Now that Google's (Nasdaq: GOOG ) IPO has come and gone, with differing opinions of the relative success of the Dutch auction model, it's been relatively quiet over at the search engine's Mountain View, Calif., offices. Speculation, though, has been mounting over what Google may ultimately become. Fool contributor Rick Munarriz suggested it should become more like a portal.
Right now, the heady speculation seems to be coalescing around the idea of a Google Web browser.
To back up that idea, note that the company held a Mozilla Development Day on its campus, where programmers spent the day improving the renamed Netscape browser. The theory goes that building a new browser from the ground up might be unproductive, while adding to an already existing platform -- the open-source Mozilla, for example -- would be a huge kick-start.
Google's recent hiring spree is another sign that the company is moving to challenge Microsoft's (Nasdaq: MSFT ) Internet Explorer superiority. Google snagged one of the main developers of Java, the Internet programming language, from Sun Microsystems (Nasdaq: SUNW ) ; it brought on the lead developer of Avalon, the next-generation user interface for Internet Explorer; and it hired a few people who have been working on Internet Explorer itself.
Google has already added a number of enhancements to its search engine, such as searching for images and the photo organizer Picasa, and it has expanded into webmail with its Gmail service. There's also the local computer search utility for Windows users and the Deskbar, a utility that lets you search from within any application. Is a G-browser in the works? Well, Google has already snapped up the domain name gbrowser.com.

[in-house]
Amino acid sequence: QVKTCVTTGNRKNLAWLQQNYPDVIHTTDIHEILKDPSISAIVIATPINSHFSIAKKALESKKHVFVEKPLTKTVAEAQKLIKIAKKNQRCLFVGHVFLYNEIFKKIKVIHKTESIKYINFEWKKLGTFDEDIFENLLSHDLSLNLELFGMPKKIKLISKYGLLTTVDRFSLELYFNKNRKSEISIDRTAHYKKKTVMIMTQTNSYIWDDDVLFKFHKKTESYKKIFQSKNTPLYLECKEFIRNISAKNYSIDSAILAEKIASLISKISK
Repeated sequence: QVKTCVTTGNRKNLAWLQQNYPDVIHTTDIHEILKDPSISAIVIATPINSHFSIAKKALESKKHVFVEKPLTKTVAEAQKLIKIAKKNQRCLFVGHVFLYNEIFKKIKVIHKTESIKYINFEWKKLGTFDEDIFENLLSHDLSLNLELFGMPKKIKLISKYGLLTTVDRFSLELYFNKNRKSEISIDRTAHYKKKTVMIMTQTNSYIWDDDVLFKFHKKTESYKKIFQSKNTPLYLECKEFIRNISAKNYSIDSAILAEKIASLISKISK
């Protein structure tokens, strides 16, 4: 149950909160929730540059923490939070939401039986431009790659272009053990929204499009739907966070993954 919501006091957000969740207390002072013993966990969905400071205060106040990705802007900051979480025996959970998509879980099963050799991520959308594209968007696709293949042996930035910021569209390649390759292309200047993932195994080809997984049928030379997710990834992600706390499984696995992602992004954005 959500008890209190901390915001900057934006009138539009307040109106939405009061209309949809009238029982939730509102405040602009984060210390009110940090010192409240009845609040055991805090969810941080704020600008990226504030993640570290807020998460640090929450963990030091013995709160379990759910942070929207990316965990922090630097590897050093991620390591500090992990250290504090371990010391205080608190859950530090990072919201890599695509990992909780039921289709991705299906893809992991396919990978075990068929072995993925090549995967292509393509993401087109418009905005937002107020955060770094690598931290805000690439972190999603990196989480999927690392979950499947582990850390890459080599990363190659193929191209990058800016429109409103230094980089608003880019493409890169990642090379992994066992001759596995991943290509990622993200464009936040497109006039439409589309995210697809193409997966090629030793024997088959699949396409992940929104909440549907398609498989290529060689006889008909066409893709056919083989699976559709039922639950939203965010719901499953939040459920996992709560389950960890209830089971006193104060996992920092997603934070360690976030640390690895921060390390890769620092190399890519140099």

The promise of a Google browser would undoubtedly be the clean interface similar to its search engine. It would be an immediately recognizable brand, would be easy to use, and wouldn't muck up the inner workings of your computer. At least that's the theory -- or the rumor. Mozilla's Gecko rendering engine is just one open-source possibility. Another is KHTML, which is used for Apple's (Nasdaq: AAPL ) Safari browser, as well as OmniWeb and Konqueror.
A G-browser would be able to tie in all of Google's offerings in a single, neat package: Gmail, Froogle, Blogger, and search. Would instant messaging be far off? The possibilities seem endless and would vault Google well beyond Yahoo! (Nasdaq: YHOO ) or AOL (NYSE: TWX ) .
Whether it could ultimately supplant Internet Explorer as the premier Web browser is open to speculation. Yet there are plenty of people who are looking for someone -- anyone -- to offer a viable, competing product. There have been pretenders to the throne before. Does Google have the wherewithal to wear the crown?
Discuss your thoughts on Google becoming the Internet's No. 1 Web browser on the Google discussion board.
Fool contributor Rich Duprey wonders how an office complex metamorphosed into a "campus." He does not own any of the stocks mentioned in this article.